Burundi launches first polio vaccination campaign in more than a decade
The country has prepared more than 3.7 million doses of nOPV2 vaccine for administration over the next four days
In Burundi WHO has supported the training of more than 12 000 vaccinators and conducted over 700 sessions for training of trainers at all levels, from community to national level
Burundi’s health authorities today launched the country’s first national polio vaccination campaign since 2011, targeting nearly 3 million children under seven years of age following the first alerts of circulating poliovirus type 2 in more than three decades.
Supported by World Health Organization and other Global Polio Eradication Initiative partners, the country has prepared more than 3.7 million doses of nOPV2 vaccine for administration over the next four days. The action is in response to 13 detections of circulating variant poliovirus type 2 (cVDPV2) reported so far in 2023.
Three cases were confirmed in March, including a four-year-old boy in Isale district in western Burundi who had never been vaccinated against polio, and two other children who were his contacts. Additionally, five samples from environmental surveillance of wastewater confirmed the presence of circulating poliovirus type 2.
“The detection of the virus continues to constitute a national public health emergency, and subsequent vaccination rounds can be expected to follow in the coming months in order to protect Burundi’s children,” said Dr Sylvie Nzeyimana, Burundi’s Minister of Health.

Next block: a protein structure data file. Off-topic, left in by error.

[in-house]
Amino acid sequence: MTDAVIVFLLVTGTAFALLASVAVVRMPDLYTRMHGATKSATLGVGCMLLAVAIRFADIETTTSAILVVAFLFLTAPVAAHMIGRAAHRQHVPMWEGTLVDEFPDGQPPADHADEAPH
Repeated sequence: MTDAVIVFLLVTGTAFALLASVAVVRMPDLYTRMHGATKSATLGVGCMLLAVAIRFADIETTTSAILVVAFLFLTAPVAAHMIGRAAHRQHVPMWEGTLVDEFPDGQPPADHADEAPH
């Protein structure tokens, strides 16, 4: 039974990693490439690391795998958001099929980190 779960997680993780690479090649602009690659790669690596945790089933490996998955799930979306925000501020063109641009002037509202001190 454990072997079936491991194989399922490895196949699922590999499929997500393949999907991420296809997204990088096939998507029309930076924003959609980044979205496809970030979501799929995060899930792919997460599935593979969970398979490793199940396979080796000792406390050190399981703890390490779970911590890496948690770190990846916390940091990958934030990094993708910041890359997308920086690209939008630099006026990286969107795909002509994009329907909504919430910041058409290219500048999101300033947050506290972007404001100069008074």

WHO supports health authorities in reaching every last child with vaccination against preventable diseases. In Burundi WHO has supported the training of more than 12 000 vaccinators and conducted over 700 sessions for training of trainers at all levels, from community to national level.
Dr Désiré Nolna, Burundi’s country coordinator for the Global Polio Eradication Initiative, stressed the need to implement quality campaigns in a timely manner, while fully operationalizing a consistent environmental surveillance system to enable early detection and adequate sample collection.
Further epidemiological investigations is ongoing, including risk assessments to determine the extent of the outbreak.
WHO experts in the field are also supporting Burundi with additional sample collection to further bolster polio surveillance, while assessing the possibility of opening new environmental surveillance sites for early detection of silently circulating poliovirus.
Circulating poliovirus type 2 is the most prevalent form of polio in Africa, accounting for most of polio outbreaks in the region, with more than 400 cases reported in 14 countries in 2022. Circulating poliovirus type 2 infection can occur when the weakened strain of the virus contained in the oral polio vaccine circulates among under-immunized populations for long periods.
Distributed by APO Group on behalf of World Health Organization (WHO) - Burundi.